Voices of the Diaspora: Meet Croatia Swimmer Ema Rajić From The States!

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Gabriela, Irena, Ema and Hrabri Rajić with Branko Fabijančić
Gabriela, Irena, Ema and Hrabri Rajić with Branko Fabijančić

So how did you end up in the States? 

My parents immigrated here in their 30s, as my dad was pursuing a Ph.D. at the University of Illinois. I was born in Illinois (have an older sister by four years) and have lived there till I was 18. Then we moved to Austin, Texas where we live now when I’m not at school. 

How was it growing up in the States as a Croat? Did you learn Croatian? 

Yes! My parents made sure that I learned Croatian. I’m not the greatest speaker but I can read, write, and understand pretty well. I often get shy I will make a mistake, then not want to speak in front of others. Still working on this every time I go back so that hopefully can keep the language in my life!

What language do you speak at home? 

My parents speak Croatian but my sister and I speak English 90% of the time. There are some phrases my sister and I use a lot in Croatian but it’s mostly English. We speak Croatian in public with our parents if we have anything to say in private (going to the bathroom, not feeling well, this person is rude, etc).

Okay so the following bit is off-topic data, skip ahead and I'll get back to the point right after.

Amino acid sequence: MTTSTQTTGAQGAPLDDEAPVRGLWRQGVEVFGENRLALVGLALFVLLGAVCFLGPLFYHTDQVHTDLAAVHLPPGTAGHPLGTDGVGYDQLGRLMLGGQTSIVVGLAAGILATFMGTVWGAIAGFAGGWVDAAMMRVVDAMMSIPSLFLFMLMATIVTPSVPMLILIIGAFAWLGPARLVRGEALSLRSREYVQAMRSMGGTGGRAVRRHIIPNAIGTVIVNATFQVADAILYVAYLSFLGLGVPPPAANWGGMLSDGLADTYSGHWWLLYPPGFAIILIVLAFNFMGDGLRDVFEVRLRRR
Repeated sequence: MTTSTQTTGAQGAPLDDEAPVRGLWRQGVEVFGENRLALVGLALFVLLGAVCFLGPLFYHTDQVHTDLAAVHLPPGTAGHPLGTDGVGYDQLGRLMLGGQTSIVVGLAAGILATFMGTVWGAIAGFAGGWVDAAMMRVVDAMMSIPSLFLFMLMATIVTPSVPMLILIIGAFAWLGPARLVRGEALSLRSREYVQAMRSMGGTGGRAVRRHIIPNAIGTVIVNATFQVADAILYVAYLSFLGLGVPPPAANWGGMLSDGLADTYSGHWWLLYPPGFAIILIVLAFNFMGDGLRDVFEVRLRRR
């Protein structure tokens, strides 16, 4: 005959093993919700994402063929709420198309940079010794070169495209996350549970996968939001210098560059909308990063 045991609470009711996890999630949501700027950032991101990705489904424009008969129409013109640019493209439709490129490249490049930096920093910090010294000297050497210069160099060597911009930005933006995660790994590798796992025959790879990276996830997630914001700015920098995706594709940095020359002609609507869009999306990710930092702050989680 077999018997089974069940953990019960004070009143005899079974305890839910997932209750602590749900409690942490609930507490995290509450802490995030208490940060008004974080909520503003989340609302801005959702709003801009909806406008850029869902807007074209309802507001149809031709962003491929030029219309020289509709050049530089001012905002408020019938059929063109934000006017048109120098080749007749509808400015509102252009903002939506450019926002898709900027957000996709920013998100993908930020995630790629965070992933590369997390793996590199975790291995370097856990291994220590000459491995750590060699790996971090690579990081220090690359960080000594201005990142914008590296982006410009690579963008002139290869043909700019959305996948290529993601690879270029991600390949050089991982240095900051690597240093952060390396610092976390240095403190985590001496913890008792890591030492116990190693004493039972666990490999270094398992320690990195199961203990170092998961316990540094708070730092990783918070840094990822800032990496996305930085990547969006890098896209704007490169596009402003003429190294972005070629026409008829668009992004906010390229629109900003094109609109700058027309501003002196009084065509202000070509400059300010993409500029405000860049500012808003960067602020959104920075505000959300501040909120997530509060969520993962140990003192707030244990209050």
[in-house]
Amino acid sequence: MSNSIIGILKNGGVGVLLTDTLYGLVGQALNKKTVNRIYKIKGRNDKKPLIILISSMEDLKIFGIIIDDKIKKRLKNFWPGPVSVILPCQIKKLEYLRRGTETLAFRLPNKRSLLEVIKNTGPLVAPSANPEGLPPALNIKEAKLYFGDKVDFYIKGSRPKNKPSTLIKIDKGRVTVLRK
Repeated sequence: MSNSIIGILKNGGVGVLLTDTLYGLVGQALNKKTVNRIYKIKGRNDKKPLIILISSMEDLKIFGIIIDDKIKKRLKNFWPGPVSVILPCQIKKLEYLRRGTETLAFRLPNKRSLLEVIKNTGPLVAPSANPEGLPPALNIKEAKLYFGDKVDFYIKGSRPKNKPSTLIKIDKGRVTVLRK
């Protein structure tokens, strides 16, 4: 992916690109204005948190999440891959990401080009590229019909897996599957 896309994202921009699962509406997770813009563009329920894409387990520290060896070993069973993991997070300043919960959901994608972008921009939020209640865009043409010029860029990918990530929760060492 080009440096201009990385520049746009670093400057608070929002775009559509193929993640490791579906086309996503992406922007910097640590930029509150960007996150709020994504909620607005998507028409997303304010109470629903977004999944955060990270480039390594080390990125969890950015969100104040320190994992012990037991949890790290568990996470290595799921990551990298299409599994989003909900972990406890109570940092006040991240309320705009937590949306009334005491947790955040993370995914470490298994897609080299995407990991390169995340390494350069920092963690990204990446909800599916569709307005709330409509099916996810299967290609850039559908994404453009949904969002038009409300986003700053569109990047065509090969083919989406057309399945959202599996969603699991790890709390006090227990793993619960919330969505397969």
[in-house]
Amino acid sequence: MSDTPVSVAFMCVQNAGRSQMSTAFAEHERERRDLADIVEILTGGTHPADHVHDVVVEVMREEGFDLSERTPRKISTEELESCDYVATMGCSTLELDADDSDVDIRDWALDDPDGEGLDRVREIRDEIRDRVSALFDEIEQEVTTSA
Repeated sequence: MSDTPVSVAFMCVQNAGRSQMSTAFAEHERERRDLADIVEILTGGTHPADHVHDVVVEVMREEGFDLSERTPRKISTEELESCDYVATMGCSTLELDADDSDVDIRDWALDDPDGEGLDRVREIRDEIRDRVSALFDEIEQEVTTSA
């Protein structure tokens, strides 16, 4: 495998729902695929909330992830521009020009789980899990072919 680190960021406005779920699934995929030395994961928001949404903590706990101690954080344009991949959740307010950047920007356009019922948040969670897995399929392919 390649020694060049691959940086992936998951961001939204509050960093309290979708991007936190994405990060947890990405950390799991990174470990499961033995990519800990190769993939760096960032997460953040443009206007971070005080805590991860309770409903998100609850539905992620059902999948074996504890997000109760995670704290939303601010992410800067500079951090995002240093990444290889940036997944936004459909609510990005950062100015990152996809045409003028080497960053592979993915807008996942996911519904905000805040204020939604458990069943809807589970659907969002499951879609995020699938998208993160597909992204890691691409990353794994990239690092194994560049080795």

Did your parents ever tell you about where they come from? 

They do however I often have to ask them; they don’t really share much unless they are prompted to. I’ve learned more about my mom’s background during the war especially this past summer living with her in quarantine. It’s really fascinating to me but my parents often don’t go into a lot of detail because their past can be hard to talk about. 

Any Croatian traditions you have at home? 

We make a lot of Croatian food and celebrate big holidays with Croatian staples (palačinke are a must!). We have a lot of traditions during the holidays like Christmas and how we decorate our tree. This isn’t a tradition but we have a lot of Croatian pictures and paintings of Croatia up around our house. 

What place feels like home the most? 

I think as I’ve grown up and have had to move out of Illinois, my home base is honestly wherever the family is. So I feel at home in Texas but also I feel at home a lot when I’m in Croatia. My mom is from Velika Gorica and has a house there where my aunt Sanja lives. My dad is from Imotski and I have a ton of great memories there where it feels like home. We also have an apartment in Makarska and usually eat at the same places too there. Makarska feels like home too.

How often do you come back to Croatia? 

Growing up, we tried to go visit family in Croatia every other summer but when school and swimming got hard, it turned into whenever it was possible. The last time I went was the summer of 2019 but I’ll be going back this summer (in a month!!).

Do you feel like a tourist in Croatia? How does it feel to come back?